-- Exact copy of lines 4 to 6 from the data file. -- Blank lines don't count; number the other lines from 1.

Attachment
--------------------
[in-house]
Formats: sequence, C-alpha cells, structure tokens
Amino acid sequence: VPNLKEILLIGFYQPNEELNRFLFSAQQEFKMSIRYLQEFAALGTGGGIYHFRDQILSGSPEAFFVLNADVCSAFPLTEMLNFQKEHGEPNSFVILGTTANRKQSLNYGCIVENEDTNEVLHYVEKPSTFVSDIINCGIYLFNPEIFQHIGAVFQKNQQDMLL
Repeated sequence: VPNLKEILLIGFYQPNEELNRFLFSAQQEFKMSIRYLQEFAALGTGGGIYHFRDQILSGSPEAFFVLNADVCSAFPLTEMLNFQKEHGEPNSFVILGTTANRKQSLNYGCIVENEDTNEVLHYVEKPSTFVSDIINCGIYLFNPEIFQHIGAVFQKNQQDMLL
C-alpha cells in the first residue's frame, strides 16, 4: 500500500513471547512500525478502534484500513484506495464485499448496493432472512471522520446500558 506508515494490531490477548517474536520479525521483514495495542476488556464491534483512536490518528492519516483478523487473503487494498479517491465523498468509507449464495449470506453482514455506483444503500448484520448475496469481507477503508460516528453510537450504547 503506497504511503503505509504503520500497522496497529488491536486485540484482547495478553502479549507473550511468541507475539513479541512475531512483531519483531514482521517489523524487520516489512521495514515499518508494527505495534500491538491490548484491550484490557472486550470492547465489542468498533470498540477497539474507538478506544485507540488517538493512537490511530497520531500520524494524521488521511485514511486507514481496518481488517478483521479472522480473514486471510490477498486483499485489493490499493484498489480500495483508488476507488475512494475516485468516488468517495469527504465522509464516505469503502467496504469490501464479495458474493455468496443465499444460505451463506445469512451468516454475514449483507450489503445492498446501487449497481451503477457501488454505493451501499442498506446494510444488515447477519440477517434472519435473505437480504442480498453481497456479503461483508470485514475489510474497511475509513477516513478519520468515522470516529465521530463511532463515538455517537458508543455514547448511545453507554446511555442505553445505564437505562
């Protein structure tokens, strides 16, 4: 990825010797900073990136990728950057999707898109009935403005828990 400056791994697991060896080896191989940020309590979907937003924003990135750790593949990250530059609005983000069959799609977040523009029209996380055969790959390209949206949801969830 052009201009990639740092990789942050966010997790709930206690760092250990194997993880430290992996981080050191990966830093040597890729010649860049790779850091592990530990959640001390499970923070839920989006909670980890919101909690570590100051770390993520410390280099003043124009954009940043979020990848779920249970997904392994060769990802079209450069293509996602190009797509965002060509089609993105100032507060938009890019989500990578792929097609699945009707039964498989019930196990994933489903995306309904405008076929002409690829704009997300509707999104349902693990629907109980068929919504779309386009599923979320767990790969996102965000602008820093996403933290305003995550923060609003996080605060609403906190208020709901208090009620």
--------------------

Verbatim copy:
Repeated sequence: VPNLKEILLIGFYQPNEELNRFLFSAQQEFKMSIRYLQEFAALGTGGGIYHFRDQILSGSPEAFFVLNADVCSAFPLTEMLNFQKEHGEPNSFVILGTTANRKQSLNYGCIVENEDTNEVLHYVEKPSTFVSDIINCGIYLFNPEIFQHIGAVFQKNQQDMLL
C-alpha cells in the first residue's frame, strides 16, 4: 500500500513471547512500525478502534484500513484506495464485499448496493432472512471522520446500558 506508515494490531490477548517474536520479525521483514495495542476488556464491534483512536490518528492519516483478523487473503487494498479517491465523498468509507449464495449470506453482514455506483444503500448484520448475496469481507477503508460516528453510537450504547 503506497504511503503505509504503520500497522496497529488491536486485540484482547495478553502479549507473550511468541507475539513479541512475531512483531519483531514482521517489523524487520516489512521495514515499518508494527505495534500491538491490548484491550484490557472486550470492547465489542468498533470498540477497539474507538478506544485507540488517538493512537490511530497520531500520524494524521488521511485514511486507514481496518481488517478483521479472522480473514486471510490477498486483499485489493490499493484498489480500495483508488476507488475512494475516485468516488468517495469527504465522509464516505469503502467496504469490501464479495458474493455468496443465499444460505451463506445469512451468516454475514449483507450489503445492498446501487449497481451503477457501488454505493451501499442498506446494510444488515447477519440477517434472519435473505437480504442480498453481497456479503461483508470485514475489510474497511475509513477516513478519520468515522470516529465521530463511532463515538455517537458508543455514547448511545453507554446511555442505553445505564437505562
């Protein structure tokens, strides 16, 4: 990825010797900073990136990728950057999707898109009935403005828990 400056791994697991060896080896191989940020309590979907937003924003990135750790593949990250530059609005983000069959799609977040523009029209996380055969790959390209949206949801969830 052009201009990639740092990789942050966010997790709930206690760092250990194997993880430290992996981080050191990966830093040597890729010649860049790779850091592990530990959640001390499970923070839920989006909670980890919101909690570590100051770390993520410390280099003043124009954009940043979020990848779920249970997904392994060769990802079209450069293509996602190009797509965002060509089609993105100032507060938009890019989500990578792929097609699945009707039964498989019930196990994933489903995306309904405008076929002409690829704009997300509707999104349902693990629907109980068929919504779309386009599923979320767990790969996102965000602008820093996403933290305003995550923060609003996080605060609403906190208020709901208090009620």